Critical Case Details That You'Ll Need For A Successful Malpractice Suit Against Your Chiropractor

If you believe that your chiropractor has caused you an injury during what should have been a routine adjustment, you may wish to speak to a medical malpractice law attorney. Like doctors and nurses, chiropractors are healthcare professionals who have an obligation to care for you — and when they don't, they can be subject to legal action. Your attorney will need to know a number of details about your case to affirm whether you indeed do have merits for legal action. Generally, the attorney will want these critical case details in place before you move forward.

Pre- And Post-Adjustment X-Rays

It's ideal if you can provide X-rays to your medical malpractice attorney that you had taken before and after the chiropractic session. This form of evidence can be instrumental in demonstrating that the chiropractor was negligent by causing a structural injury. It's common to have your chiropractor refer you to an X-ray clinic before he or she begins care, so you may always have this document. All you'll need to do is visit another X-ray technician — your attorney can likely refer you to one — for another X-ray.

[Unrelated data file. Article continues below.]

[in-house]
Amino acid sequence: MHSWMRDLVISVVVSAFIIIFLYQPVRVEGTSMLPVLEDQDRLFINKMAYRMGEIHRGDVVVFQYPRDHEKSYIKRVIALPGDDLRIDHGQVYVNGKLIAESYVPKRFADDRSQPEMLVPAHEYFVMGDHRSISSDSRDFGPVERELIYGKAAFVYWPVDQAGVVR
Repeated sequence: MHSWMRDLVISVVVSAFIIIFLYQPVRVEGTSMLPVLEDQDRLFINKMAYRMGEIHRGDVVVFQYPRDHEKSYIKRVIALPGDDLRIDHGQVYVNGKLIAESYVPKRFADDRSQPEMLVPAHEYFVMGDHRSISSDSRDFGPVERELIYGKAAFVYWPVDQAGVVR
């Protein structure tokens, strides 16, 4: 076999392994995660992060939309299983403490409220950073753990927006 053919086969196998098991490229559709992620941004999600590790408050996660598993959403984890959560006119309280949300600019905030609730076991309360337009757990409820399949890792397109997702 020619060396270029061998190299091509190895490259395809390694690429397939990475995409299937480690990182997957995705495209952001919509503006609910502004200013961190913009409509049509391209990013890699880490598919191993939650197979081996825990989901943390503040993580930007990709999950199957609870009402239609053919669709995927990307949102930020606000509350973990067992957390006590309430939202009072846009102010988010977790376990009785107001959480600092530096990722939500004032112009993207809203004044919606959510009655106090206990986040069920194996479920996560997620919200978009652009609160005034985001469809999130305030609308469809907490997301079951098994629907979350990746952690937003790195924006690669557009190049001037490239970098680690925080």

A Clear Description Of What You Feel

While it might not be tangible evidence in the same manner as a pair of X-rays, your medical malpractice case against a chiropractor will also need you to clearly explain what you're feeling physically in the wake of the appointment. Your medical malpractice attorney will likely interview you and may also get you to write out a detailed statement. This information will discuss how you were feeling before the treatment, and how you felt immediately afterward and in the days that followed. Such evidence can be compelling proof that the chiropractic adjustment caused you harm.

Some Admission Of Wrongdoing

While an experienced chiropractor might stop short of admitting fault in the wake of your injury, it will strengthen your medical malpractice case if you're able to obtain some type of admission that he or she caused you pain. Email records can be valuable in this sense. For example, if you experienced pain after the adjustment and emailed the clinic to complain, you might have received an email back from the chiropractor, stating that he or she was sorry to cause you pain. A court may view this statement as an admission of responsibility for your injury, which may be critical to the success of your medical malpractice case.